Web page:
Fashion month is theoretically about determining the trends for the upcoming season, but we all know that what it's really about is artistry and innovation. Not all of the clothes coming down the runway will be wearable, and the large majority of consumers can't even afford the pieces that are. But, that's kinda not the point. Which is why I'm head over heels for Iris van Herpen's 3-D printed dresses that I'll never wear.
The designer sent an array of fabulous 3-D printed numbers down the runway at her Paris Fashion Week presentation, proving that the future of fashion is totally happening. One dress in particular captured my attention — the 3-D printed ice dress, as Fashionista called it. Many of the other designs are overtly futuristic in a way that's a little too Jetson's for my taste. But this dress! It looks like something Taylor Swift could wear on the red carpet (if it weren't so see-through). The structured, strapless dress has a shimmery texture — hence the comparison to ice — and curves out from the hips in a stiff hourglass. Devine.
Created in partnership with an American firm called 3-D Systems, the dress was built to fit model Iekeliene Stange's specific measurements. Annie Shaw, creative director of 3-D Systems, described the process of 3-D printing to Fashionista:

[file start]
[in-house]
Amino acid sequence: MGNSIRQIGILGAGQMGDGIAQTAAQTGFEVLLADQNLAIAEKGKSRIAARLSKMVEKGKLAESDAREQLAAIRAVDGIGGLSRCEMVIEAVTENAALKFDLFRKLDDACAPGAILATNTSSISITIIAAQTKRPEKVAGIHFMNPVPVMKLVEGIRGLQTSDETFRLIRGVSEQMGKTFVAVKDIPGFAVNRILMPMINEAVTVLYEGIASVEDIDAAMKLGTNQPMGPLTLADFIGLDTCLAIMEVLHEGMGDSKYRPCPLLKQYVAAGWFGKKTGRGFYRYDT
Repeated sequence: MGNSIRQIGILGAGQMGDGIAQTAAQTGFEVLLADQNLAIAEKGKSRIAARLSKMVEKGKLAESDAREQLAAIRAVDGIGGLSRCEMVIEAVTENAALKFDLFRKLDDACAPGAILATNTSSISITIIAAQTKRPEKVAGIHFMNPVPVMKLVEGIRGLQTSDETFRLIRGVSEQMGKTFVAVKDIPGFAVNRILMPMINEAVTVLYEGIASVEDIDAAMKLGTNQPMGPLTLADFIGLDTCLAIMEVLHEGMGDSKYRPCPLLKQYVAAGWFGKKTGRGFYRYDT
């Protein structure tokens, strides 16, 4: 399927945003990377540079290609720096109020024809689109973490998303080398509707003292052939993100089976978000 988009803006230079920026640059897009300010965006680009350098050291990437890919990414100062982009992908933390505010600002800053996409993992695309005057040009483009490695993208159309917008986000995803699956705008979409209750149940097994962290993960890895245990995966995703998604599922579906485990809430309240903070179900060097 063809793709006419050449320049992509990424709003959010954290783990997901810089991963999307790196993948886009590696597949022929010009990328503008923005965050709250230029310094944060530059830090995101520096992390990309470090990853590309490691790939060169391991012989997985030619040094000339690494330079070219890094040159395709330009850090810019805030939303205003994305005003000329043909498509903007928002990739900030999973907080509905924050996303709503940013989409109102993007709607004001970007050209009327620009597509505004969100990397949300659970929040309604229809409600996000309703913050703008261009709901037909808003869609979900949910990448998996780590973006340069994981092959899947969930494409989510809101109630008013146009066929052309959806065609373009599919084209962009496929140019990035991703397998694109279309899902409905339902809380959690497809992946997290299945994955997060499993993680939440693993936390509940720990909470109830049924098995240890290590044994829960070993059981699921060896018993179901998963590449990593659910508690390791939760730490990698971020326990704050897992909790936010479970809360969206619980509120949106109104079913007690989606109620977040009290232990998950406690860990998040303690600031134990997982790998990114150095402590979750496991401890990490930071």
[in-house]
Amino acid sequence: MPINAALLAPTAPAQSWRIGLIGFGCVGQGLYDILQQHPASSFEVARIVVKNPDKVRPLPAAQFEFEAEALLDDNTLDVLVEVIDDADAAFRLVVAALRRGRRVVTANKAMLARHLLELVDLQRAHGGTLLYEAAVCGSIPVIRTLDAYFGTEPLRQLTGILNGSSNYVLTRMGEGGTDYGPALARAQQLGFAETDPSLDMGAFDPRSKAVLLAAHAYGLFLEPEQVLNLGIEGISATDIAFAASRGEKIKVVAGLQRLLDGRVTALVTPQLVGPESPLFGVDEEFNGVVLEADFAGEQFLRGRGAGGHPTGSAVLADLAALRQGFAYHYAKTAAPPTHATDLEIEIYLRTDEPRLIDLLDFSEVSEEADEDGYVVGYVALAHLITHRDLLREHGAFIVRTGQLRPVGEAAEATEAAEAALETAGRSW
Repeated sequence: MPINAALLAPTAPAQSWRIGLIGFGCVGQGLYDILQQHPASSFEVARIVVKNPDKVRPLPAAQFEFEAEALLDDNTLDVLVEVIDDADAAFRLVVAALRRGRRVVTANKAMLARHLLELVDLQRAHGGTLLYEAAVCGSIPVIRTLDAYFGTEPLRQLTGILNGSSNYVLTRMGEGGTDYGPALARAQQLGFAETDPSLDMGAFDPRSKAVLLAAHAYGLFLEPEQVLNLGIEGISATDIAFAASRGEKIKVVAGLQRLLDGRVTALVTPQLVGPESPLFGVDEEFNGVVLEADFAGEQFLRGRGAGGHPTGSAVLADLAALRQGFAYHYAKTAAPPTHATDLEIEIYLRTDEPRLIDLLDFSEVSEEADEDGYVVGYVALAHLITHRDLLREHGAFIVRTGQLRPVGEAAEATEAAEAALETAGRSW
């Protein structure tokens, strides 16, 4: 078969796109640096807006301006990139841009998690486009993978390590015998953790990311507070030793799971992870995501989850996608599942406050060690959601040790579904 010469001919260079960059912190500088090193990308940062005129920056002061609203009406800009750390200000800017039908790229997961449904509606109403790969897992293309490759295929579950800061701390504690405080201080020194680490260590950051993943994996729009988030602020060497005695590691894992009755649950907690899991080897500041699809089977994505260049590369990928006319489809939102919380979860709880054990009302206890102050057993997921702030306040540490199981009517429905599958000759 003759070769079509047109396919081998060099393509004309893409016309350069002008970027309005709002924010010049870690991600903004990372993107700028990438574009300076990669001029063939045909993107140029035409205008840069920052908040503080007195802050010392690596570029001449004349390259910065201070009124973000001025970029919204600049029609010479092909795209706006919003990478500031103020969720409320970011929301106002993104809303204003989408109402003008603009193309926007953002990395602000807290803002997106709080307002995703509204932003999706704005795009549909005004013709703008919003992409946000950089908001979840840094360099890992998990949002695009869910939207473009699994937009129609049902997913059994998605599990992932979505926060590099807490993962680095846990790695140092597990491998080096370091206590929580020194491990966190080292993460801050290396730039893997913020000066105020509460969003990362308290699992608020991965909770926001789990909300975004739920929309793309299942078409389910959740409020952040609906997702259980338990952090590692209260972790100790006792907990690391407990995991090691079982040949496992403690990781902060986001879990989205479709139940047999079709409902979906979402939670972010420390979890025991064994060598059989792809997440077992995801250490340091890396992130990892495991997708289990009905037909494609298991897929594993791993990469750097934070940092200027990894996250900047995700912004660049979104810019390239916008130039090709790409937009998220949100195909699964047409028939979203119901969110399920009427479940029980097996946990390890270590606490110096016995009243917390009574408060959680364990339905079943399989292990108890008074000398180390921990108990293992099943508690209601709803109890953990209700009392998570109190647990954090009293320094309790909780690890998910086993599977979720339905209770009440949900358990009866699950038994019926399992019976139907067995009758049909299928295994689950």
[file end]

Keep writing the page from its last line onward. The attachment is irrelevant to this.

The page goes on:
It’s been used for industrial applications up until now, and the way it works is that a beam of ultraviolet light is focused onto the surface of a vat filled with liquid photopolymer, so layer by layer the photopolymer hardens and you pull this print out of the vat and there you are! It’s really an amazing process to watch.
Although this ice sculpture-like dress is a stunner, it's unlikely that even the most in-the-know It girls will be wearing it. "This dress is pure haute couture," Shaw told Fashionista. "It fit that one girl and it looked incredible, but there is no sitting down."
The ice dress pictured at center
Van Herpen has been experimenting with 3-D printing technology for awhile. Anyone remember that stunning skeleton dress she created? Here's how Forbes described it: "Van Herpen’s dress plays on vanitas in another way. Vanitas merges with vanity. The dress flaunts mortality with striking immodesty. Showing off the inevitability of death, the woman in the skeleton dress lives more fully."
I would honestly get married in that dress, that's how amazing it is. Take a look:
If 3-D printed fashion is the way of the future, I am all in. Luckily, Fashionista reports that van Herpen is working with 3-D Systems to develop a more commercially viable line. Perhaps I'll be getting the ice sculpture dress of my dreams after all.
Images: irisvanherpen/Instagram, Getty Images